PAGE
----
FHA Mortgage Restriction Eased for Foreclosure Repurchases
To encourage the resale of foreclosed properties, the Department of Housing and Urban Development (HUD) is temporarily easing a restriction on the type of properties that can be bought with an FHA mortgage.
The waiver will lift a rule that generally prohibits FHA-insured mortgages from being used to purchase a home that the seller had owned for less than 90 days. The intent of the waiver is to give FHA borrowers access to a wider selection of recently foreclosed properties.
The temporary rule change will enable FHA borrowers to purchase foreclosed properties that had recently been acquired from their previous owners by the bank, HUD or private investors without having to wait three months. The waiver takes effect Feb. 1, 2010 and lasts for one year.
"As a result of the tightened credit market, FHA-insured mortgage financing is often the only means of financing available to potential homebuyers," said HUD Secretary Shaun Donovan. "FHA has an unprecedented opportunity to fulfill its mission by helping many homebuyers find affordable housing while contributing to neighborhood stabilization."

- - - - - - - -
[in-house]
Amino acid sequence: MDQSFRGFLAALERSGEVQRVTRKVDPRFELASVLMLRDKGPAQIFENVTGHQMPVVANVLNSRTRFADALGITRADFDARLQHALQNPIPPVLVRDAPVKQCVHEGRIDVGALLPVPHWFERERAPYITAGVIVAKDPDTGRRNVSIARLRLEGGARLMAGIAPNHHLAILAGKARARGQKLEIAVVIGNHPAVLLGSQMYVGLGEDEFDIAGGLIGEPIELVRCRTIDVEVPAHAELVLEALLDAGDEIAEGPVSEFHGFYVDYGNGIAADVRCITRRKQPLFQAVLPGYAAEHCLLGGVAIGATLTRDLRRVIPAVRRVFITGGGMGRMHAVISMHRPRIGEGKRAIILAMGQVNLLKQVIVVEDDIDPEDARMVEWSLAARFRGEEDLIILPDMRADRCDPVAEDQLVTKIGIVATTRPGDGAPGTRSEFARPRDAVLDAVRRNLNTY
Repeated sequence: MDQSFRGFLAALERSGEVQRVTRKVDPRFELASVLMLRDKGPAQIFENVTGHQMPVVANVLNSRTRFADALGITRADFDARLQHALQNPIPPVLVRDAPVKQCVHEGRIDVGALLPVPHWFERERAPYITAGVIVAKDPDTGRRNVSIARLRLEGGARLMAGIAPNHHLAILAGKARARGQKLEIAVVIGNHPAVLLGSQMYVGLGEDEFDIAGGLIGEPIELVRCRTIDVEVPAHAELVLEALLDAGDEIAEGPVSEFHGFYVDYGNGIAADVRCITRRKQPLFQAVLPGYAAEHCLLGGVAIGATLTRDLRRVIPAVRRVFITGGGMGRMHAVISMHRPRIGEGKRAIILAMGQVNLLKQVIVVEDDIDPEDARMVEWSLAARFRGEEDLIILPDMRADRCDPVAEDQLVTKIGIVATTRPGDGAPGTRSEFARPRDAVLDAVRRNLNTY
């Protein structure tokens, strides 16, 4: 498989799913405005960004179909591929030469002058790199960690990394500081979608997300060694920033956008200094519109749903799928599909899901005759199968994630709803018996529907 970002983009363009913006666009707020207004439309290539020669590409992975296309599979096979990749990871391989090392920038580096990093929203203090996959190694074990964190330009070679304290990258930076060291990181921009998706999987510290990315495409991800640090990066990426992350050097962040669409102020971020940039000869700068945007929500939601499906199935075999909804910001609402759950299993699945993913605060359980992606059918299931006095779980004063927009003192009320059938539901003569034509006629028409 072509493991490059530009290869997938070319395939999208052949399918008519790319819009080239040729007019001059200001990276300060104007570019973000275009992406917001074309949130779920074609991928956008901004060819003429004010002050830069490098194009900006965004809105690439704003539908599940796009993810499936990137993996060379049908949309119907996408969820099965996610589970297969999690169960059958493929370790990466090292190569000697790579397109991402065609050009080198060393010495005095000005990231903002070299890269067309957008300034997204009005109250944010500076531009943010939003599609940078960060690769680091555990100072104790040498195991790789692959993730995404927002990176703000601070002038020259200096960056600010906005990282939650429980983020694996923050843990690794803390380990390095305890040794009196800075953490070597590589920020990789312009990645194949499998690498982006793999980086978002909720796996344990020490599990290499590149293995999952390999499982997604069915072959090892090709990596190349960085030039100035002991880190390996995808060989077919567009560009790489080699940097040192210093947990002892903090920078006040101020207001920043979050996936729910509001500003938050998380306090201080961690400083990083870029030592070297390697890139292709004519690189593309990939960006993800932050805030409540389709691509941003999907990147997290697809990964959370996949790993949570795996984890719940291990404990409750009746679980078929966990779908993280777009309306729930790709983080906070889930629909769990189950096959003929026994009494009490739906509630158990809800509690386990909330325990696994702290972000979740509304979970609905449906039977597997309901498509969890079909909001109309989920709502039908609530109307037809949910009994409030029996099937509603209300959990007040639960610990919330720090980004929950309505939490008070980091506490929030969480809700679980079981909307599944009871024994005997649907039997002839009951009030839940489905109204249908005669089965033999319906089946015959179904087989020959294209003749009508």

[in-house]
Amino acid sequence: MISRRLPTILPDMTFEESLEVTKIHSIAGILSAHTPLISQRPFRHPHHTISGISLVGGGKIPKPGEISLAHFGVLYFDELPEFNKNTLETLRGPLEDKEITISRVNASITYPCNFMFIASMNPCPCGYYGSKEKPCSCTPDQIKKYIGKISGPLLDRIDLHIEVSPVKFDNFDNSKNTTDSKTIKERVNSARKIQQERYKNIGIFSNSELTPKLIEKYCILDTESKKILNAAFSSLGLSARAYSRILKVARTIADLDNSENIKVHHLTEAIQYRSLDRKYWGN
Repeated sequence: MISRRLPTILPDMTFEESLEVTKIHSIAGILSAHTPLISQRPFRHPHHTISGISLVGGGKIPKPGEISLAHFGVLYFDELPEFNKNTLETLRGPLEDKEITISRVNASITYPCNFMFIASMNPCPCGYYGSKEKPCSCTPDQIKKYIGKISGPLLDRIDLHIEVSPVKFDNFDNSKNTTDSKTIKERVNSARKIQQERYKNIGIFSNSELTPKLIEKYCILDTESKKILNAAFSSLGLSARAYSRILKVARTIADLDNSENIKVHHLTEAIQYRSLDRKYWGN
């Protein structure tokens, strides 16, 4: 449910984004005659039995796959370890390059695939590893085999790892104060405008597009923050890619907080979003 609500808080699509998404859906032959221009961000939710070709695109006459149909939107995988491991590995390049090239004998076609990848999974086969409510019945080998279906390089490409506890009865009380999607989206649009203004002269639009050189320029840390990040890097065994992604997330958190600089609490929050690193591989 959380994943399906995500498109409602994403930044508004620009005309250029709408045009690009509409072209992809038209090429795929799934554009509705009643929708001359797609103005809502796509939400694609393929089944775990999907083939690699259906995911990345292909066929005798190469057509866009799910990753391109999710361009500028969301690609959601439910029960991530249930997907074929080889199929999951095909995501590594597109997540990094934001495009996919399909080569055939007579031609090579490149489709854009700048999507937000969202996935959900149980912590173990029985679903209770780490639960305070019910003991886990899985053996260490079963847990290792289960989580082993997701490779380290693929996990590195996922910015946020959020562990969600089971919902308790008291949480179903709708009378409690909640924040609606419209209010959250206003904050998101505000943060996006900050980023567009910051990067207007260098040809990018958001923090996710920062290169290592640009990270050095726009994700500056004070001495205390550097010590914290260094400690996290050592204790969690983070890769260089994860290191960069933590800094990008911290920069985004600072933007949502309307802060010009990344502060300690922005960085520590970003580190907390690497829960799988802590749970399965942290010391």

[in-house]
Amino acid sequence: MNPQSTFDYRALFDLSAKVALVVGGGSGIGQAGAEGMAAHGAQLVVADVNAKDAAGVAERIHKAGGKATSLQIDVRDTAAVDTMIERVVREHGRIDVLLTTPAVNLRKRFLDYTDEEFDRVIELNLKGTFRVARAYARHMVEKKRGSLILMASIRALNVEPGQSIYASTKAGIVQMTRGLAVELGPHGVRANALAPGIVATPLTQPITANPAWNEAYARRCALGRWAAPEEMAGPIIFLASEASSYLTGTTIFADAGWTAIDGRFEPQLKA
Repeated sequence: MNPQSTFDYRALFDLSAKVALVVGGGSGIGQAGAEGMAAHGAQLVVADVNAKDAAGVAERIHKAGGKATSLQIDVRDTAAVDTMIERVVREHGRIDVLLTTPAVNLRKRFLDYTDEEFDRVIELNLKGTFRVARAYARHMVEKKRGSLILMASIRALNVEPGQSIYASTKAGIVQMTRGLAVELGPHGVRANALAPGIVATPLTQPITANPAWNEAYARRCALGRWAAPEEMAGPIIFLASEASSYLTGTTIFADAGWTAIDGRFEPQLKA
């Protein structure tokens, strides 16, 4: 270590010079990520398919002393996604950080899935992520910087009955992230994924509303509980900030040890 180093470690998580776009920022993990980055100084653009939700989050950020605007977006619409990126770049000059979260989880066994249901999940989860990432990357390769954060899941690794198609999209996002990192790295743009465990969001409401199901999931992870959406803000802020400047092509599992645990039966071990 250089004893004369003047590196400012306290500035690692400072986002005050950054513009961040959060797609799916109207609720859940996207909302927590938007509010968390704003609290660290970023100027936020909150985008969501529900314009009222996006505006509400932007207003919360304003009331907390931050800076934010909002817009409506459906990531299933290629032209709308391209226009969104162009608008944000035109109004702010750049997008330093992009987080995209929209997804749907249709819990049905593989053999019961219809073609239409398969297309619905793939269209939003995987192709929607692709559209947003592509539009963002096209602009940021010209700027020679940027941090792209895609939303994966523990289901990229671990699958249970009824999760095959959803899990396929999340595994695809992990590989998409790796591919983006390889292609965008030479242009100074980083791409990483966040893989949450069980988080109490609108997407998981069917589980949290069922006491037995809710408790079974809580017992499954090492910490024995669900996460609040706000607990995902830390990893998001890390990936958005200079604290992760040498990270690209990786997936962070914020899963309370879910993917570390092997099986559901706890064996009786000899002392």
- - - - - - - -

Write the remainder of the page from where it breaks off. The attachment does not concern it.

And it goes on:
The temporary rule change is intended to allow foreclosed properties to be resold more quickly, thereby helping stabilize real estate values and communities.
Allows wider choice for FHA borrowers
Foreclosed properties are frequently purchased at auction by investors with the intent of rehabilitating and reselling them. The FHA determined that, in the current market, this frequently takes less than 90 days and that barring FHA buyers from purchasing such homes during that time excluding a significant portion of the potential market.
"FHA borrowers, because of the restrictions we are now lifting, have often been shut out from buying affordable properties," said FHA Commissioner David H. Stevens. "This action will enable our borrowers, especially first-time buyers, to take advantage of this opportunity."
Certain limitations will apply to prevent predatory "flipping" of homes, or the quick resale at greatly inflated prices. These include a requirement that all transactions be "arms-length," with no shared financial interest between buyers and sellers and transactions in which the sales prices exceeds the seller's acquisition cost by 20 percent will be subject to additional scrutiny.
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